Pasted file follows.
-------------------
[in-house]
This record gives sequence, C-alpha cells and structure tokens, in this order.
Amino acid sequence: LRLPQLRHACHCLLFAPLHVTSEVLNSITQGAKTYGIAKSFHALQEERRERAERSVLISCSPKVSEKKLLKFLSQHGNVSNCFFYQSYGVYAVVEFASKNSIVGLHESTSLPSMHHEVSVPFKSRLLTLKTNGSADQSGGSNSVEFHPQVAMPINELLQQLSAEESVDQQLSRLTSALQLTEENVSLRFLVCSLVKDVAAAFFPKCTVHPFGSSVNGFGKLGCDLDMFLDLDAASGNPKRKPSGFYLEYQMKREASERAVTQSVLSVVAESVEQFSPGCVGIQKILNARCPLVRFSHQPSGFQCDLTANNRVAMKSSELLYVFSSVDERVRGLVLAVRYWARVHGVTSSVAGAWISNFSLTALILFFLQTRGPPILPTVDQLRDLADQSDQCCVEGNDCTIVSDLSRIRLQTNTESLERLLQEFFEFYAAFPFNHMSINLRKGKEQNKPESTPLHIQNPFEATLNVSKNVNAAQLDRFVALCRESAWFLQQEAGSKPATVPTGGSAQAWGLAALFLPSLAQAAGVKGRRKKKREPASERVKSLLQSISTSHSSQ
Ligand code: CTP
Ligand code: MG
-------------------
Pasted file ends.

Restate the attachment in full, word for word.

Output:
[in-house]
This record gives sequence, C-alpha cells and structure tokens, in this order.
Amino acid sequence: LRLPQLRHACHCLLFAPLHVTSEVLNSITQGAKTYGIAKSFHALQEERRERAERSVLISCSPKVSEKKLLKFLSQHGNVSNCFFYQSYGVYAVVEFASKNSIVGLHESTSLPSMHHEVSVPFKSRLLTLKTNGSADQSGGSNSVEFHPQVAMPINELLQQLSAEESVDQQLSRLTSALQLTEENVSLRFLVCSLVKDVAAAFFPKCTVHPFGSSVNGFGKLGCDLDMFLDLDAASGNPKRKPSGFYLEYQMKREASERAVTQSVLSVVAESVEQFSPGCVGIQKILNARCPLVRFSHQPSGFQCDLTANNRVAMKSSELLYVFSSVDERVRGLVLAVRYWARVHGVTSSVAGAWISNFSLTALILFFLQTRGPPILPTVDQLRDLADQSDQCCVEGNDCTIVSDLSRIRLQTNTESLERLLQEFFEFYAAFPFNHMSINLRKGKEQNKPESTPLHIQNPFEATLNVSKNVNAAQLDRFVALCRESAWFLQQEAGSKPATVPTGGSAQAWGLAALFLPSLAQAAGVKGRRKKKREPASERVKSLLQSISTSHSSQ
Ligand code: CTP
Ligand code: MG